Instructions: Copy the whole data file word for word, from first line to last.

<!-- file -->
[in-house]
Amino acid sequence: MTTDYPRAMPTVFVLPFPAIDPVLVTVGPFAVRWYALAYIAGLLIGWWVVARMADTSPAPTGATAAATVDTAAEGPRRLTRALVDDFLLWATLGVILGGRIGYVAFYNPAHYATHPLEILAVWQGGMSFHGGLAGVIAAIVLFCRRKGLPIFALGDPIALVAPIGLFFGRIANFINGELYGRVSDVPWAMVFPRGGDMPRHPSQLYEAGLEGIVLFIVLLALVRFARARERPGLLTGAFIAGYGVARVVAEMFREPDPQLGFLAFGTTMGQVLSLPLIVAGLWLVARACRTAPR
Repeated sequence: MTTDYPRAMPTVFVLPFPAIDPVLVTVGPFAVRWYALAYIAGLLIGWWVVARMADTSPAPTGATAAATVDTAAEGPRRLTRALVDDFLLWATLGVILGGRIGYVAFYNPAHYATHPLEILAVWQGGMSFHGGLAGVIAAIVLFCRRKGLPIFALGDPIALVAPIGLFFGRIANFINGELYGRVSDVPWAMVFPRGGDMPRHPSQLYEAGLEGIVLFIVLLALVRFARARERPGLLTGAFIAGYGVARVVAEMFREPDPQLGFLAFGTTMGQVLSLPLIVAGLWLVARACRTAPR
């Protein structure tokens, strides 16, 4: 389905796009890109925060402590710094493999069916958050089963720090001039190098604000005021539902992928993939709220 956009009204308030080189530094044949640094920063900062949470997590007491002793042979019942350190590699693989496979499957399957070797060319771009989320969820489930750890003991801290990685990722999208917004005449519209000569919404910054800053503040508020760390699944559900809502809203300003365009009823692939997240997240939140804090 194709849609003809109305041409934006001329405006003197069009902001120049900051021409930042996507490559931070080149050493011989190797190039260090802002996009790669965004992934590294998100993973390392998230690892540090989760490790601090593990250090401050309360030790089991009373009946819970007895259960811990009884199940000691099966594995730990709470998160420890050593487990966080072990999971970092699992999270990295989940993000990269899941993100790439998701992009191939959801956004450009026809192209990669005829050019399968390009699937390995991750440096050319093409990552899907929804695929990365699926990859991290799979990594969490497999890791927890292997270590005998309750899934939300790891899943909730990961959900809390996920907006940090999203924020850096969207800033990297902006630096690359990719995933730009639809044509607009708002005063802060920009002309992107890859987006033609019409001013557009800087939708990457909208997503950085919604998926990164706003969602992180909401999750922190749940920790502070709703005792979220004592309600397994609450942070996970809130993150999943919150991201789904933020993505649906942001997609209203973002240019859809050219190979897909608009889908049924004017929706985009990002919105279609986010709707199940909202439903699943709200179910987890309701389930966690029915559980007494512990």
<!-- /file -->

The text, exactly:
[in-house]
Amino acid sequence: MTTDYPRAMPTVFVLPFPAIDPVLVTVGPFAVRWYALAYIAGLLIGWWVVARMADTSPAPTGATAAATVDTAAEGPRRLTRALVDDFLLWATLGVILGGRIGYVAFYNPAHYATHPLEILAVWQGGMSFHGGLAGVIAAIVLFCRRKGLPIFALGDPIALVAPIGLFFGRIANFINGELYGRVSDVPWAMVFPRGGDMPRHPSQLYEAGLEGIVLFIVLLALVRFARARERPGLLTGAFIAGYGVARVVAEMFREPDPQLGFLAFGTTMGQVLSLPLIVAGLWLVARACRTAPR
Repeated sequence: MTTDYPRAMPTVFVLPFPAIDPVLVTVGPFAVRWYALAYIAGLLIGWWVVARMADTSPAPTGATAAATVDTAAEGPRRLTRALVDDFLLWATLGVILGGRIGYVAFYNPAHYATHPLEILAVWQGGMSFHGGLAGVIAAIVLFCRRKGLPIFALGDPIALVAPIGLFFGRIANFINGELYGRVSDVPWAMVFPRGGDMPRHPSQLYEAGLEGIVLFIVLLALVRFARARERPGLLTGAFIAGYGVARVVAEMFREPDPQLGFLAFGTTMGQVLSLPLIVAGLWLVARACRTAPR
């Protein structure tokens, strides 16, 4: 389905796009890109925060402590710094493999069916958050089963720090001039190098604000005021539902992928993939709220 956009009204308030080189530094044949640094920063900062949470997590007491002793042979019942350190590699693989496979499957399957070797060319771009989320969820489930750890003991801290990685990722999208917004005449519209000569919404910054800053503040508020760390699944559900809502809203300003365009009823692939997240997240939140804090 194709849609003809109305041409934006001329405006003197069009902001120049900051021409930042996507490559931070080149050493011989190797190039260090802002996009790669965004992934590294998100993973390392998230690892540090989760490790601090593990250090401050309360030790089991009373009946819970007895259960811990009884199940000691099966594995730990709470998160420890050593487990966080072990999971970092699992999270990295989940993000990269899941993100790439998701992009191939959801956004450009026809192209990669005829050019399968390009699937390995991750440096050319093409990552899907929804695929990365699926990859991290799979990594969490497999890791927890292997270590005998309750899934939300790891899943909730990961959900809390996920907006940090999203924020850096969207800033990297902006630096690359990719995933730009639809044509607009708002005063802060920009002309992107890859987006033609019409001013557009800087939708990457909208997503950085919604998926990164706003969602992180909401999750922190749940920790502070709703005792979220004592309600397994609450942070996970809130993150999943919150991201789904933020993505649906942001997609209203973002240019859809050219190979897909608009889908049924004017929706985009990002919105279609986010709707199940909202439903699943709200179910987890309701389930966690029915559980007494512990």